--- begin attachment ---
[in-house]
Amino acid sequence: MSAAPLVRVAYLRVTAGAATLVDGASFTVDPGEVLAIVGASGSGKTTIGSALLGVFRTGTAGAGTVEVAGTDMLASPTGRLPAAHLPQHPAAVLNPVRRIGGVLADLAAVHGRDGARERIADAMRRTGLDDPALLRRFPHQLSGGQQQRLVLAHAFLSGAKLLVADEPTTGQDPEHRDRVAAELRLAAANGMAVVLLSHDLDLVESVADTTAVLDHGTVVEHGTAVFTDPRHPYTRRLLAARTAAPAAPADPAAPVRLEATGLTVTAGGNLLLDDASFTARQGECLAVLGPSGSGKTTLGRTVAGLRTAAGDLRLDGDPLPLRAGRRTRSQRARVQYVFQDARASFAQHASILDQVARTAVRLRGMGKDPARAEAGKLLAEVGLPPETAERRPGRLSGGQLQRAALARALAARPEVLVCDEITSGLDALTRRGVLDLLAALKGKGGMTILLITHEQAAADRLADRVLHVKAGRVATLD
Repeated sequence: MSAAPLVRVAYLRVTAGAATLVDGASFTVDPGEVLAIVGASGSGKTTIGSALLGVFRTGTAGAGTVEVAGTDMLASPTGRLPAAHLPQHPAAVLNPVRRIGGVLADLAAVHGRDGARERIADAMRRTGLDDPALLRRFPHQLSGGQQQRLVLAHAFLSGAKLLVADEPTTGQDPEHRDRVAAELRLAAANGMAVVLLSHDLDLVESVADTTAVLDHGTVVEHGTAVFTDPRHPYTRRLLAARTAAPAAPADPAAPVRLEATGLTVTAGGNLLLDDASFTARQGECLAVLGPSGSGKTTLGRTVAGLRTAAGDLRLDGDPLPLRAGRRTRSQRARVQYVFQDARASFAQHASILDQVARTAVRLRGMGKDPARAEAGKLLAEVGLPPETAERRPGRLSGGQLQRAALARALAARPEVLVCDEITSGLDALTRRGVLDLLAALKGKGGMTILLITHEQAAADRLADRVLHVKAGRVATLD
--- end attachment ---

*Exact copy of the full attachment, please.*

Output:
[in-house]
Amino acid sequence: MSAAPLVRVAYLRVTAGAATLVDGASFTVDPGEVLAIVGASGSGKTTIGSALLGVFRTGTAGAGTVEVAGTDMLASPTGRLPAAHLPQHPAAVLNPVRRIGGVLADLAAVHGRDGARERIADAMRRTGLDDPALLRRFPHQLSGGQQQRLVLAHAFLSGAKLLVADEPTTGQDPEHRDRVAAELRLAAANGMAVVLLSHDLDLVESVADTTAVLDHGTVVEHGTAVFTDPRHPYTRRLLAARTAAPAAPADPAAPVRLEATGLTVTAGGNLLLDDASFTARQGECLAVLGPSGSGKTTLGRTVAGLRTAAGDLRLDGDPLPLRAGRRTRSQRARVQYVFQDARASFAQHASILDQVARTAVRLRGMGKDPARAEAGKLLAEVGLPPETAERRPGRLSGGQLQRAALARALAARPEVLVCDEITSGLDALTRRGVLDLLAALKGKGGMTILLITHEQAAADRLADRVLHVKAGRVATLD
Repeated sequence: MSAAPLVRVAYLRVTAGAATLVDGASFTVDPGEVLAIVGASGSGKTTIGSALLGVFRTGTAGAGTVEVAGTDMLASPTGRLPAAHLPQHPAAVLNPVRRIGGVLADLAAVHGRDGARERIADAMRRTGLDDPALLRRFPHQLSGGQQQRLVLAHAFLSGAKLLVADEPTTGQDPEHRDRVAAELRLAAANGMAVVLLSHDLDLVESVADTTAVLDHGTVVEHGTAVFTDPRHPYTRRLLAARTAAPAAPADPAAPVRLEATGLTVTAGGNLLLDDASFTARQGECLAVLGPSGSGKTTLGRTVAGLRTAAGDLRLDGDPLPLRAGRRTRSQRARVQYVFQDARASFAQHASILDQVARTAVRLRGMGKDPARAEAGKLLAEVGLPPETAERRPGRLSGGQLQRAALARALAARPEVLVCDEITSGLDALTRRGVLDLLAALKGKGGMTILLITHEQAAADRLADRVLHVKAGRVATLD